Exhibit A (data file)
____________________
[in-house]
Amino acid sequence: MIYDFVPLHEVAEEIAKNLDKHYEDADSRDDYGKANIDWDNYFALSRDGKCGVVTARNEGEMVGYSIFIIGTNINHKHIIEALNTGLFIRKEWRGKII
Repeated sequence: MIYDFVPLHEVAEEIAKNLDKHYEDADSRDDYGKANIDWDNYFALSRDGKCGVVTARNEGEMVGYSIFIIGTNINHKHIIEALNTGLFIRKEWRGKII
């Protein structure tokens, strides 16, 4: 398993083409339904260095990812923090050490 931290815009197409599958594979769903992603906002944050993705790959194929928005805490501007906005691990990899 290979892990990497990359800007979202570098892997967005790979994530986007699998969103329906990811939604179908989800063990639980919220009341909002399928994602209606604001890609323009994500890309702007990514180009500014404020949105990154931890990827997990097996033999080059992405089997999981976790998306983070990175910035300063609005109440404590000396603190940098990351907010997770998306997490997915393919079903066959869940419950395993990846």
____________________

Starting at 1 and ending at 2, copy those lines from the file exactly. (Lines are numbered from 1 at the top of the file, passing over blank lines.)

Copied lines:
[in-house]
Amino acid sequence: MIYDFVPLHEVAEEIAKNLDKHYEDADSRDDYGKANIDWDNYFALSRDGKCGVVTARNEGEMVGYSIFIIGTNINHKHIIEALNTGLFIRKEWRGKII